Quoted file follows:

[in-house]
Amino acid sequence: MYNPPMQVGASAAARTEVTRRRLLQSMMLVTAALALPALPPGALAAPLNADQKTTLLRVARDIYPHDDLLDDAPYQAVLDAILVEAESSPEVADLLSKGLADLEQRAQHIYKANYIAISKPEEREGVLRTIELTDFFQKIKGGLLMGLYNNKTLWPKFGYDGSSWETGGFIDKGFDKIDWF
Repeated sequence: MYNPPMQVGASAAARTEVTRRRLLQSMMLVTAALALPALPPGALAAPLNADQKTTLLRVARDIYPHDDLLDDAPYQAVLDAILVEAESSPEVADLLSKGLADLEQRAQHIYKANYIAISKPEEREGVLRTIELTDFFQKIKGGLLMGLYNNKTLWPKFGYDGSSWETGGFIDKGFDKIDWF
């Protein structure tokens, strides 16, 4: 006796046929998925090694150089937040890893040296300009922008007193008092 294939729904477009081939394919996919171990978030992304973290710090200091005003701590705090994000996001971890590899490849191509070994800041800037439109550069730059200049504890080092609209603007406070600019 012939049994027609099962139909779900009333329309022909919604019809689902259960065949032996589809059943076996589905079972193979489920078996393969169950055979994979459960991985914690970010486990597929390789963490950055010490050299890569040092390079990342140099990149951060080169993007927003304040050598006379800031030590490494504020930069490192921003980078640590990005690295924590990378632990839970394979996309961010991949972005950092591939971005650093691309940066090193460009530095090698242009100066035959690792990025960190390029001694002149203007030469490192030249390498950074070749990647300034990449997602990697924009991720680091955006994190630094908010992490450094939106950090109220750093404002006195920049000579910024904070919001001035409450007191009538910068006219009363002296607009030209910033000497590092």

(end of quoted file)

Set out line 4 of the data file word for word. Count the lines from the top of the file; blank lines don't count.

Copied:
């Protein structure tokens, strides 16, 4: 006796046929998925090694150089937040890893040296300009922008007193008092 294939729904477009081939394919996919171990978030992304973290710090200091005003701590705090994000996001971890590899490849191509070994800041800037439109550069730059200049504890080092609209603007406070600019 012939049994027609099962139909779900009333329309022909919604019809689902259960065949032996589809059943076996589905079972193979489920078996393969169950055979994979459960991985914690970010486990597929390789963490950055010490050299890569040092390079990342140099990149951060080169993007927003304040050598006379800031030590490494504020930069490192921003980078640590990005690295924590990378632990839970394979996309961010991949972005950092591939971005650093691309940066090193460009530095090698242009100066035959690792990025960190390029001694002149203007030469490192030249390498950074070749990647300034990449997602990697924009991720680091955006994190630094908010992490450094939106950090109220750093404002006195920049000579910024904070919001001035409450007191009538910068006219009363002296607009030209910033000497590092």